The deaf community has a rich culture. However, their language and experiences are still not fully understood. They have in the past have been called Dummy, Dumb, Disabled, and so much more. Throughout the years, however, thousands of deaf activists have pushed for equal rights. They brought Closed-Captioning in television & media, interpreters for national conversations, brought data that American Sign Language (ASL) is a foreign language due its word structure, visual order, syntax, and meanings. Today it has been distinguished that there is even Black ASL

To celebrate the deaf community, we are highlighting books about deaf culture. Also, each year, December 3-December 10th, is celebrated as Clerc-Gallaudet Week. This week is to remember the partnership that Laurent Clerc and Thomas Hopkins Gallaudet formed to establish a leading ASL school and university.

Below are fictional books about children’s and teens living with or living as a deaf individual. 

YOUNG READERS

Secret Signs Along the Underground Railroad, by Anita Riggio

A mother and her deaf son hide slaves on their farm. When a slave catcher is suspicious, he threatens them. Quickly, the deaf son plans to outwit the slave catcher so he can give a message to a woman in an Indigo shawl.

The William Hoy Story, by Nancy Churnin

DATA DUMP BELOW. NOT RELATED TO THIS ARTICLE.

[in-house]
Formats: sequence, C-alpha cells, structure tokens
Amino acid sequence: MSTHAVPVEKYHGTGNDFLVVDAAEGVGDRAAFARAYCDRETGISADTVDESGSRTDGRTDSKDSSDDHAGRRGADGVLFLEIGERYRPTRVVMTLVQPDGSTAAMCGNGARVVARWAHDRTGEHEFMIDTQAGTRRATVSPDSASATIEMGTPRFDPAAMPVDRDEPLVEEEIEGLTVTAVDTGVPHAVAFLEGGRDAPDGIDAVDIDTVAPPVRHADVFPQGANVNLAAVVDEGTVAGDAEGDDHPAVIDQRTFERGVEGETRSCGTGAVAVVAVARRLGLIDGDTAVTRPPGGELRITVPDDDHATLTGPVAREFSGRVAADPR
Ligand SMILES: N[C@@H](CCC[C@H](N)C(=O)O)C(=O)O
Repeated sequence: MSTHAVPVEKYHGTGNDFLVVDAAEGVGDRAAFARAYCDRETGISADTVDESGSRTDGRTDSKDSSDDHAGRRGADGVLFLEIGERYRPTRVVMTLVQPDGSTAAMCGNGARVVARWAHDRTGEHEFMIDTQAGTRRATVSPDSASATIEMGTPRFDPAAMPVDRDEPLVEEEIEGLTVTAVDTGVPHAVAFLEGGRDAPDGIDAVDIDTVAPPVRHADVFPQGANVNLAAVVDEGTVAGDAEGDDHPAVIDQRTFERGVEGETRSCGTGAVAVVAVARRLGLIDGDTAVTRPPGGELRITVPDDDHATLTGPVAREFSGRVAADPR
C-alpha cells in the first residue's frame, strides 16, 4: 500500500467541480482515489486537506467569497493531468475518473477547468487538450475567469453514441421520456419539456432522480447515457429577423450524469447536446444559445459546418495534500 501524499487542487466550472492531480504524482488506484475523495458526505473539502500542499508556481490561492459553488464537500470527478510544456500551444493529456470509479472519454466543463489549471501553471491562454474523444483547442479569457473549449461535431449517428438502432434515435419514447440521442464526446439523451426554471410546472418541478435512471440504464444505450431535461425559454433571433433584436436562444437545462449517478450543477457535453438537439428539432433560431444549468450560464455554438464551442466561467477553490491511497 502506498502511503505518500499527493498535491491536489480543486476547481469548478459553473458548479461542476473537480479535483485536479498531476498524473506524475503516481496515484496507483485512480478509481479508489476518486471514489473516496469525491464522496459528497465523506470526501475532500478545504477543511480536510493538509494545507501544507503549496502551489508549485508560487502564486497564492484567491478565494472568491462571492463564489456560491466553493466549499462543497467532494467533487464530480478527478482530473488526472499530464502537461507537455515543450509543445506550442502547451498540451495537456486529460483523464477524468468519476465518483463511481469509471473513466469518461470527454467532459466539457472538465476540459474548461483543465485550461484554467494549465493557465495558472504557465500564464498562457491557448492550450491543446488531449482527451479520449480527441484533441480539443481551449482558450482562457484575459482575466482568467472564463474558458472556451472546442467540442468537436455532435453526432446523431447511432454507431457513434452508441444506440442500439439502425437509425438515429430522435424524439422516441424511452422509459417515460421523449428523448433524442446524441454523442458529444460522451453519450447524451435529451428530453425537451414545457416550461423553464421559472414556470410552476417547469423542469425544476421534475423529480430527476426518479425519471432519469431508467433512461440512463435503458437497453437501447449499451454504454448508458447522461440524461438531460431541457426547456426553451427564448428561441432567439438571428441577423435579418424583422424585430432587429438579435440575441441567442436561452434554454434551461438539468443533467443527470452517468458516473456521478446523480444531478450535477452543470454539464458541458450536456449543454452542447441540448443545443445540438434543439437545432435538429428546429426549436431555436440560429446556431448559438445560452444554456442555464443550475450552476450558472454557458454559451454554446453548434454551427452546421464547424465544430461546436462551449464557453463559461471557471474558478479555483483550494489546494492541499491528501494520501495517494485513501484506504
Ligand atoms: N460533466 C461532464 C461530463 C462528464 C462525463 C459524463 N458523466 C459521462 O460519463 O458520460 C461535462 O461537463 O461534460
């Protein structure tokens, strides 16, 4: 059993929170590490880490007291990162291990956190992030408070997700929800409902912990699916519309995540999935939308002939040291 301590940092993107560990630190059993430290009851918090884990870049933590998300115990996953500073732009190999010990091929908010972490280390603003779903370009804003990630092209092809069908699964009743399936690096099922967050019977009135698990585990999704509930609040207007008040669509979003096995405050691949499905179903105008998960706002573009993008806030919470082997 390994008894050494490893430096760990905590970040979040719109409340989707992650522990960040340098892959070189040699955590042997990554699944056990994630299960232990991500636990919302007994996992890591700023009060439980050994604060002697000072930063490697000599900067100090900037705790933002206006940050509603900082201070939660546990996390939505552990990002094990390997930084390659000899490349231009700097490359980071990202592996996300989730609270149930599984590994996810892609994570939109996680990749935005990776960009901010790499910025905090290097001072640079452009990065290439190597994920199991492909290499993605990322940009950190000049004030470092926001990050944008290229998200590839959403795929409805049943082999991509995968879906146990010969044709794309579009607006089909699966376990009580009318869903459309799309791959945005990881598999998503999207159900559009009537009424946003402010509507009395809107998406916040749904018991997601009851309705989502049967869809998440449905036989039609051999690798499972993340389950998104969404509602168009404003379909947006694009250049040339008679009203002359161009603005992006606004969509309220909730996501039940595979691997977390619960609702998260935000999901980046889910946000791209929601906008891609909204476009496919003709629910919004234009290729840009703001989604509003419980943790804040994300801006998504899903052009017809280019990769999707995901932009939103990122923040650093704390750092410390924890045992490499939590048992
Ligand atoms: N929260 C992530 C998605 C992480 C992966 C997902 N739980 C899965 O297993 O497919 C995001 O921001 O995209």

William Hoy was a deaf baseball player who played for Chicago White Stockings (Chicago White Sox) from 1890-1901. Because William Hoy was deaf his family and society determined his future. However, Hoy was determined to play ball. At first, other players and officials discriminated against him. Later on, Hoy gave the Umpire signs so he knew when to bat or if there was a strike. Remarkably signs in baseball are currently used. With the noise of the players and audience it is easier to sign than speak. We can thank William Hoy for his determination, grit, and passion for baseball.

Moses Sees A Play, by Issac Millman

1 out of the 4 Moses themed books is about a deaf boy named Moses. In this story, Moses befriends a boy named Manuel. Moses teaches Manuel signs and learns how deaf actors perform.

 The Deaf Musicians, by Pete Seeger and Paul Dubois Jacobs

A musician loses his hearing and has to find another way to celebrate his musical gifts. He befriends other deaf musician during his ASL studies. Lee and his new deaf band members performed for audiences in the subway.

Helen’s Big World, The Life of Helen Keller, by Doreen Rappaport

Helen Keller had a mind that amazed the world. She was born hearing, but due to an illness lost her hearing & sight as a baby. This story shares her story and how her life-long teacher, Annie taught her how to read and write. Annie showed Helen the beauties of this world and the injustices.

The Sound of Silence, Growing up Hearing With Deaf Parents, by Myron Uhlberg

An intermediary is a person who translates for the other. Myron describes his experiences of being an intermediary for his deaf parents.

 

Dad Jackie, and Me, by Myron Uhlberg

It is the summer of 1947 where Jackie Robinson is playing with an all-white professional baseball league. Uhlberg’s father is ecstatic because his father experienced discrimination, oppression, and being underestimate his entire life just for being deaf. Uhlberg’s father saw Robinson as his hero. Though this story was fictitious, Uhlberg’s father was proud to see a Black man play with white players.

TEEN READERS

 

You Don’t Know Everything Jilly P, by Alex Gino